The Cricketer Magazine Columns: 2015

The Cricketer Magazine Columns: 2015


Emergency Stations

With floods having devastated many areas of the country this winter, total-play Ltd’s David Bates shares advice on what to do it your natural square has been affected

The old saying ‘come hell or high water’ pretty much summarises the attitude of most groundsmen when it comes to ensuring their square is ready for the season ahead, but this year many are facing this in the most literal sense. If you club has been affected by the recent floods, safety comes first and foremost. Don’t be tempted to approach the site until the water has completely subsided – so no pulling on the waders or getting out the kids’ dinghy in your eagerness to inspect the carnage!

Once the waters have dispersed, the initial clean-up is where a club task force can really come into its own – clearing the site of larger items of debris before calling in the experts to assess the situation. Don’t be tempted to do anything further until you’ve sought advice – not only can it assist your bid to the insurance company, but the major risk to the square is from tiny particles of silt that can ‘cap’ off the soil surface; reducing porosity and therefore the drainage.

This inhibits grass growth and, in turn, reduces the durability of the surface. pH testing will show whether silt or pollutants have affected a square, and, if an issue is detected, it is likely that the pitch will need to be fraize mown, scarified, re-seeded and cultivated to provide the optimum conditions to encourage grass growth. In some cases – depending on the source of the floodwater – a suitable disinfectant may need to be applied to the site prior to major works commencing.



Spring Cleaning

In his latest column groundsman David Bates explains how to prepare for the season ahead.

Now is the time to get ready for the big push. There’s no point in doing any work on the square until the weather has turned and the ground temperature is up to about 5 or 6 degrees Celcius, which is when the grass plants start working. Until then you should do the odd inspection and maybe test the soil if the square is looking a bit weak and yellow.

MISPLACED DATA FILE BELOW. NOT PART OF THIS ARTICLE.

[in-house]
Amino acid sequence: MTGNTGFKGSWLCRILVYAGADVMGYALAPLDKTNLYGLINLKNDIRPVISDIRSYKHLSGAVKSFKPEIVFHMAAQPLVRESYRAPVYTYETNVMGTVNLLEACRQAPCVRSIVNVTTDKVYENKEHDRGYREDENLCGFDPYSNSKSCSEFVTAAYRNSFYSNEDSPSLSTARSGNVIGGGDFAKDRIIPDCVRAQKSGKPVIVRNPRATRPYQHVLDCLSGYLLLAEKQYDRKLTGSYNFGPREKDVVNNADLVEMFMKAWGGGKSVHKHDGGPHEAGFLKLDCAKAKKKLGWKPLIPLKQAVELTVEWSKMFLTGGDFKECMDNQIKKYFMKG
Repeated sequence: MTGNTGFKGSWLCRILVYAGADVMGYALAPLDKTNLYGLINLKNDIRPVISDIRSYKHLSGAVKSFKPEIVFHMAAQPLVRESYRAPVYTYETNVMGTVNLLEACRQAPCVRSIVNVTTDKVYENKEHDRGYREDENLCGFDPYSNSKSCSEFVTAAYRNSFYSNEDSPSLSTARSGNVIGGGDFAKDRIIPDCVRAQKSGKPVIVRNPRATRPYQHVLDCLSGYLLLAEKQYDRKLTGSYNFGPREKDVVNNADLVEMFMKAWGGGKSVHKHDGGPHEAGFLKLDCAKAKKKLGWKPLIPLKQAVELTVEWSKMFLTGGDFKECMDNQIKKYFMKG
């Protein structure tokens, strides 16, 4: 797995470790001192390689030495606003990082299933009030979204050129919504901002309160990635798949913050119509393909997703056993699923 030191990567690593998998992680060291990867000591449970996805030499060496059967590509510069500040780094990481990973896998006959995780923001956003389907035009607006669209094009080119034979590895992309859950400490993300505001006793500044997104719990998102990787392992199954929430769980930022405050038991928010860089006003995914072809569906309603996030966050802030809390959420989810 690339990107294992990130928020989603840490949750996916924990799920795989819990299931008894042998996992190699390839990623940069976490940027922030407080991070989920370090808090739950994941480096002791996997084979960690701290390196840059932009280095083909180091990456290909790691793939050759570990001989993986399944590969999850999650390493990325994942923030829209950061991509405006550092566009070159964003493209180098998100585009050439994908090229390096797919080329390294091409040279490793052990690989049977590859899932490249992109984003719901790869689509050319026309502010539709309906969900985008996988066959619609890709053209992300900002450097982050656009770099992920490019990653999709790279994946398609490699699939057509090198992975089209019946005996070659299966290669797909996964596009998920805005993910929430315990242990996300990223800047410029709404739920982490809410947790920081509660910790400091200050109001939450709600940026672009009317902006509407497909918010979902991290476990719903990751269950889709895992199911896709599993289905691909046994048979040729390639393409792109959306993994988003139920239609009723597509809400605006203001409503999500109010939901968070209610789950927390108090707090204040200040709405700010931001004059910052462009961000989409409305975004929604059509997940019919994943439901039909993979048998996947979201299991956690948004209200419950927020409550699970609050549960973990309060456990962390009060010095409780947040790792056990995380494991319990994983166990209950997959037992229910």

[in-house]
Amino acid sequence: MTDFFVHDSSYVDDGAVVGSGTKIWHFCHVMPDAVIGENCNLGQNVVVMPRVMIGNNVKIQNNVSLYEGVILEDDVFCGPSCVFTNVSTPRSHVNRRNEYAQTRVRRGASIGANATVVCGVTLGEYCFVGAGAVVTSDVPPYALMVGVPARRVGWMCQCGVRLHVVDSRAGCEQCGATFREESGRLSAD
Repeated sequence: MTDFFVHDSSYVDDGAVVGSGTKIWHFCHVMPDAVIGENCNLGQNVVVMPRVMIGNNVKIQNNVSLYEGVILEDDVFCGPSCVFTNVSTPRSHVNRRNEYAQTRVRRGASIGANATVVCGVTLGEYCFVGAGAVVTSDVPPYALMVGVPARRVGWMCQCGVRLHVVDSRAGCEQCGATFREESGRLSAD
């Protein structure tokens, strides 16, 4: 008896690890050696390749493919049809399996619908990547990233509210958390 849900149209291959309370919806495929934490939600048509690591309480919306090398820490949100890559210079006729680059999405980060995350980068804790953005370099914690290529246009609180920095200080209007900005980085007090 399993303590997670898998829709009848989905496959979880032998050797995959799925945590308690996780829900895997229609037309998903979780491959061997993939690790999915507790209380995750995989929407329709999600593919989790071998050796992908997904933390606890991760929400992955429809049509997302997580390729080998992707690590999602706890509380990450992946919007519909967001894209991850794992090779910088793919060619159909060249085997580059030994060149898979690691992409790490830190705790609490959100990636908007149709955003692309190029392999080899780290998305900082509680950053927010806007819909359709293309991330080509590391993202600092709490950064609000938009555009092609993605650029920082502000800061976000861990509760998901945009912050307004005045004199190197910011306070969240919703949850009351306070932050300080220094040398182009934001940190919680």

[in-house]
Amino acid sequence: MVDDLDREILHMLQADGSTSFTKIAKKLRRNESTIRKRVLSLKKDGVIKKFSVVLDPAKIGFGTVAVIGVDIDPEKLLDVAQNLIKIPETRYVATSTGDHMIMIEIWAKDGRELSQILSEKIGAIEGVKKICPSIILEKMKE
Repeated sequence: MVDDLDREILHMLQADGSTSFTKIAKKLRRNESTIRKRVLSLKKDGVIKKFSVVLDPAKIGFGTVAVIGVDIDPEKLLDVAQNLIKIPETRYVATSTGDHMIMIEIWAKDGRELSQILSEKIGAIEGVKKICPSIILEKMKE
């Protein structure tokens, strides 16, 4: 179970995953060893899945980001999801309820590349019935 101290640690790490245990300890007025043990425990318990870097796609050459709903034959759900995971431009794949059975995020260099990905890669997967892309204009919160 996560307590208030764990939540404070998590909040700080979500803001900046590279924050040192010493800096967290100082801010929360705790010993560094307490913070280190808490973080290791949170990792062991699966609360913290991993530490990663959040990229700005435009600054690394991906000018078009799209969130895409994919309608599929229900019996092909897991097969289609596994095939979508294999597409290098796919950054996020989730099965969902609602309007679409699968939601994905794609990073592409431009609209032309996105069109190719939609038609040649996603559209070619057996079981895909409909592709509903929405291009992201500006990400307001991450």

Most of your work this month should be done in the shed. The start of the season will arrive very quickly, so make sure your mowers are serviced and all the blades sharpened. Have the mice been chewing your covers? Have you got enough seed and loam for the season ahead? It’s all about basic housekeeping so that you don’t lost a single day when it comes to get out and prepare your wickets.

There’s no set date for that moment. Last season was one of the latest ever – the weather was cold and damp until the beginning of May when in previous years it might have been perfect conditiond from the first week of March.




Rolling Stock

In his latest column, groundsman David Bates explains how to perfect your pre-season rolling

The aim of rolling is to consolidate your pitch’s profile after the winter. The most important factor to consider is the weather on your chosen day. You will get more benefit from an afternoon’s work on the square one dry day with a good breeze than a fortnight of work in damp and overcast conditions.

The thing to remember is what is going on below the surface level. When water evaporates it leaves behind pore spaces in the soil, and the act of rolling pushes these gaps back together. If the soil is saturated, it’s like trying to compress a glass of water. It will simply squeeze out to the sides. And you are liable to damage your grass plants by smearing them in the process.

When the weather is right and the soil is warm enough, roll your pitches in a Union Jack pattern but ensure the last roll is always wicket to wicket. You should spend anything up to two hours on each pitch but make sure you set aside enough time to roll your square as a whole.



Pitch Perfect

In his latest column, groundsman David Bates explains how to prepare your square  for action

Mark out the four corners of your square so that you know your dimensions. Each pitch has to be 10ft wide but the length is allowed to vary. In my opinion you should allow 80ft, with 7ft behind the stumps at either end for take-off and landing points. Also, if you like to stripe your outfield like Lord’s, you’ll have four equal bays of 20ft in which to align your mower.